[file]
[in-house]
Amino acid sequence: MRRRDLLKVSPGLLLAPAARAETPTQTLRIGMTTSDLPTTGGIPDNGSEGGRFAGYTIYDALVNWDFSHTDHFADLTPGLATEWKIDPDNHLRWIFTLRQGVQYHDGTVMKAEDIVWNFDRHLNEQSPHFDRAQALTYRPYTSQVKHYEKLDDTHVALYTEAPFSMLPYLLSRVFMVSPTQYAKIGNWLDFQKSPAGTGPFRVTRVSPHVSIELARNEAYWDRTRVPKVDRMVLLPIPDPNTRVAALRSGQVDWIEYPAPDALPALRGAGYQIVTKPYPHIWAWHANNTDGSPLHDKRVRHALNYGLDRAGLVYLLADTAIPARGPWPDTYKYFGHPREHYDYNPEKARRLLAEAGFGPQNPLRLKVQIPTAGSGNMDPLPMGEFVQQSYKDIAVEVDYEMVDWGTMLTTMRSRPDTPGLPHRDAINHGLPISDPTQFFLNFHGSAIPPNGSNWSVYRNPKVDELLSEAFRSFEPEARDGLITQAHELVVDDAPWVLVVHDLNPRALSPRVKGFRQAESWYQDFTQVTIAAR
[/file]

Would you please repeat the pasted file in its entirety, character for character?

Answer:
[in-house]
Amino acid sequence: MRRRDLLKVSPGLLLAPAARAETPTQTLRIGMTTSDLPTTGGIPDNGSEGGRFAGYTIYDALVNWDFSHTDHFADLTPGLATEWKIDPDNHLRWIFTLRQGVQYHDGTVMKAEDIVWNFDRHLNEQSPHFDRAQALTYRPYTSQVKHYEKLDDTHVALYTEAPFSMLPYLLSRVFMVSPTQYAKIGNWLDFQKSPAGTGPFRVTRVSPHVSIELARNEAYWDRTRVPKVDRMVLLPIPDPNTRVAALRSGQVDWIEYPAPDALPALRGAGYQIVTKPYPHIWAWHANNTDGSPLHDKRVRHALNYGLDRAGLVYLLADTAIPARGPWPDTYKYFGHPREHYDYNPEKARRLLAEAGFGPQNPLRLKVQIPTAGSGNMDPLPMGEFVQQSYKDIAVEVDYEMVDWGTMLTTMRSRPDTPGLPHRDAINHGLPISDPTQFFLNFHGSAIPPNGSNWSVYRNPKVDELLSEAFRSFEPEARDGLITQAHELVVDDAPWVLVVHDLNPRALSPRVKGFRQAESWYQDFTQVTIAAR